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Putting Your Heart Out There

By Diana Stone |

Putting Your Heart Out There via Babble.comWhen I was pregnant with the twins and we were about to go in for our 13 week ultrasound, I blogged on how I was so afraid I’d become so wrapped up in the pregnancy I’d fall apart if something happened at that ultrasound.


I can’t believe just a few weeks later, when we thought we were safe and sound at 19 weeks, it all came crashing down anyway.

I remember hesitating to write about how much I wanted them because what on earth would I say to justify or make it better if I didn’t get them? What if at 13 weeks one or both was gone and I had spent months blogging about them? 

This is how I feel about the adoption right now. That edge of hesitation to talk on it – the constant thoughts of, “What if we aren’t approved for this?” It’s even harder to do this publicly, the entire journey we are on. If we fail, it’s public. If we get turned down, it’s public. Sure, I could come on here and pretend like we changed our minds or didn’t want to adopt anyway, but I won’t. Just like with my boys, I know in my heart how much I want this to happen.

I’m terrified it won’t. And I’ll have to come on here and tell you all. Face the questions, the heartache, the old posts I wrote that will be constant reminders of what I thought life would be like.

Blogging isn’t the easiest when you’re suddenly faced with a life you’d rather not portray. I obviously don’t have to talk on it – any of it. But because this is what I love to do, I want to do it the way that I know is right for me. That means being transparent about this journey.

Yet a part of me wants to wait for complete assurance on something until I say anything. Like – the baby is here. Home. Then I go ahead and tell you all, “Oh hey! We spent the last year adopting. Didn’t want to mention it till we got our child. You know – just in case.” Not tell anyone how much this means to Sam and me, to pretend like we don’t care either way. Or that if it goes wrong, we didn’t really want that life anyway. That would make it a lot easier to face.

If I live like that, if I allow my heart to seal up and my writing to be quieted by my own fears or the occasional snark that I only do this for attention, then I lose a piece of me. I lose that part of life that I was meant to live, because it isn’t about how this all ends.

It’s the journey it took to whatever end awaits.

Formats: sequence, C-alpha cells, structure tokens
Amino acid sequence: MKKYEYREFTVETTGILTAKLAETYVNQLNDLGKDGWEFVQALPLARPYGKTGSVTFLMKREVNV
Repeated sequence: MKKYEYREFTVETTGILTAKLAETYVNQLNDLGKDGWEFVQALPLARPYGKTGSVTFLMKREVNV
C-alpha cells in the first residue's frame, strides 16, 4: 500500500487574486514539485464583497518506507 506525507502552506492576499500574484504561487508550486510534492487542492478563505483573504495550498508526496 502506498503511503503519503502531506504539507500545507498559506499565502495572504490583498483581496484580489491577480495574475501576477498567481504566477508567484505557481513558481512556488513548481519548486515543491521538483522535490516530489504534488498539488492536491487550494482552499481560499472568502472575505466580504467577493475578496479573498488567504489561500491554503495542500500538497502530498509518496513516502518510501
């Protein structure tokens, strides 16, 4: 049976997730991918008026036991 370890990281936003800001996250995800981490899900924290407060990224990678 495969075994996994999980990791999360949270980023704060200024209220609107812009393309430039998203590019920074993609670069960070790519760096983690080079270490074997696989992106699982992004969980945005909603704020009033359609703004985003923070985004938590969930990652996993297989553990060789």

I wouldn’t change one thing I did when I blogged from trying to get pregnant all the way to losing the twins. Not one thing. I am so glad I laid my heart out there and confessed how much I wanted them. Even though it didn’t happen. And with this adoption? It may not turn out the way I wanted, but it might. Either way, I’ll never regret writing about it. Wanting it. Living it.

No matter what happens, you all will know my real feelings and emotions about this. My fears, my hopes, my dreams for what my life could become.

Don’t let your fear or the misunderstanding of others silence writing or talking about the life you are living. No one has it perfect. No one gets what they want all the time. There is no reason to pretend we’re always ok and accepting of what we got handed.

Take what you’re given and make it a part of your story. The good, the bad, the ugly.

Photo Credit and to Buy: Hearts Haven


Diana blogs on raising a toddler daughter, the loss of her twin boys, and their families’ Korean adoption on the aptly named Hormonal ImbalancesSmaller glimpses into her day are on TwitterFacebook, and Pinterest.



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About Diana Stone


Diana Stone

Diana Stone blogs at Diana Wrote about her life with a daughter here and three sons in heaven, life as an army wife, and her faith. Smaller glimpses into her day are on Twitter, Facebook, and Instagram. Read bio and latest posts → Read Diana's latest posts →

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0 thoughts on “Putting Your Heart Out There

  1. Deanna says:

    We are with you on this journey good or bad plus I admire you so much

  2. Sumner Six dot com says:

    I don’t like to talk about the horrible things that are going on in our lives–homelessness, debt, unemployment, struggling to make it every day–because I know that there are people out there in worse shape than us that don’t talk about it, that aren’t willing to share. Is it pride? I know a lot of people would say it is, but a lot of it is fear and embarrassment, shame.

  3. Veronica says:

    I think its courageous. I do. I will fully admit to being paralyzed by the thought of sharing details like that about my life but there is value in what you do. You HELP those who dont have a voice. Dont stop Diana.

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